The Commission also assists localities with their rail systems. Los Angeles had a fabulous system of light rail up until the 1950s. It was eliminated because automobiles became very popular along with our freeways. The Los Angeles County Metropolitan Transportation Agency and former Los Angeles Mayor Villaraigosa have done a tremendous job of raising funds to expand our intercity rail system, and the Commission has been able to provide some funding for that. We have also provided funding to cities like San Diego to help build out their light rail systems.
The Commission is able to help to fill the gaps in funding where federal or other state money falls short, assisting various agencies to leverage their money. It is not able to float bonds, since it is initiated by legislative action or by voter petition, but the Commission administers how the bond proceeds are used and reports back to the legislature.
Editor: What is California doing to control air pollution?
Frommer: As a child, I recall there were days when I could not go outside in Los Angeles. But in the last several years, there has not been a single smog alert day. However, there is still work to be done in terms of limiting emissions from mobile sources, such as cars, buses and trucks. California has recently adopted new rules concentrating on eliminating greenhouse emissions, and these are also helping to reduce toxic and particulate matter that creates pollution and smog. This bold new program is providing inducements to put more electric and natural gas vehicles on the road. For example, we are building an EV charging station network.
California is also controlling pollution produced by ships using bunker fuel. They are turning off their engines as they come into ports and charging up with electricity plugged in at the ports.
Air emission standards are primarily the purview of the EPA, but the state and its regional air districts are accountable to the EPA in terms of attainment of air quality standards. California’s state Air Resources Board oversees the regional districts in terms of air quality. It has been very aggressive in working with the districts to come up with innovative ways to meet air quality standards. While California has still not attained its goals in meeting the federal standards, we have made tremendous progress. Our regional air districts are extremely active in administering both state and federal air quality laws.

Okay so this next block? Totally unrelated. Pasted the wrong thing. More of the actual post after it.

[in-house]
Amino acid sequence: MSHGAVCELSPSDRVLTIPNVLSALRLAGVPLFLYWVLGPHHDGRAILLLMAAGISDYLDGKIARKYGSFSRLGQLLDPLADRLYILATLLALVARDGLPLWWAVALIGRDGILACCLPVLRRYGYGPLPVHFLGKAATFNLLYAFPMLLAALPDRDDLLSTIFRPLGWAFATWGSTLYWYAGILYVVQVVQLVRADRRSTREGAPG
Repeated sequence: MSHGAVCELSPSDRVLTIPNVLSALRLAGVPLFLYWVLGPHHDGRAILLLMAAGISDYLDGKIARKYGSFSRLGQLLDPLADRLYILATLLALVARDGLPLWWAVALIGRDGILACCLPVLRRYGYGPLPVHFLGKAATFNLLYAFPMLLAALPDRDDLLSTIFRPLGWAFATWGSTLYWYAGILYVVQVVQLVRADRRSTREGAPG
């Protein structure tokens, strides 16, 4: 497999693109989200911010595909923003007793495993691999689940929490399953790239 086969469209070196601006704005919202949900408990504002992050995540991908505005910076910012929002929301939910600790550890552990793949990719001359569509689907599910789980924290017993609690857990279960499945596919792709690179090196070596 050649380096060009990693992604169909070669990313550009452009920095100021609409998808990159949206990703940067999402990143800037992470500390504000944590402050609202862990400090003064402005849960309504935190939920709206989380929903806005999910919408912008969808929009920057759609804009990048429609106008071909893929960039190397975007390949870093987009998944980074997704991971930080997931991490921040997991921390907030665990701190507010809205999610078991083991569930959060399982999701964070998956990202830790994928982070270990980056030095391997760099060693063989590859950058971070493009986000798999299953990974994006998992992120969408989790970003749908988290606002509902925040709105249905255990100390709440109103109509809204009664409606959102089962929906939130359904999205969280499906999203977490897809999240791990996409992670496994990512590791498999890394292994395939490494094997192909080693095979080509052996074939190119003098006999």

In many respects, California has been ahead of the federal government and the rest of the nation in enacting air pollution and greenhouse gas emissions legislation. Our law governing auto tailpipe GHG emissions, which I co-authored, had to be approved by the EPA because it was more stringent than required by existing EPA standards for auto manufacturers.
Editor: What kinds of green energy projects have you been involved with?
Frommer: I have been involved primarily in development of solar and biogas projects. Biogas is generated from landfills or by removing substances from the waste stream and converting them to biomethane to generate electricity. We have a renewables portfolio standard that requires all our utilities to procure 33 percent of their power from renewable sources. Biogas is one of the renewable energy resources that utilities can use to comply with the law. We have farmers in the state who are taking their dairy waste and converting it into electricity, developing a whole new industry. Two years ago, I was very involved in drafting legislation to allow biogas to be transported in state gas pipelines whose end-users are electric utilities or transportation.
We have been involved in some large-scale solar energy projects in the California desert. While it would appear simple to extract energy from the sun, getting these projects permitted has been more difficult. A number of the entities that were trying to build these projects have had financial problems because the permitting process takes such a long time and because of California’s strict environmental rules. It’s a big public policy problem for those of us who favor solar energy. Fortunately, the state and federal government are working together to try and balance environmental and energy interests in a smart way. This is all new for us, as it is for most states that are doing this, and we’re having growing pains.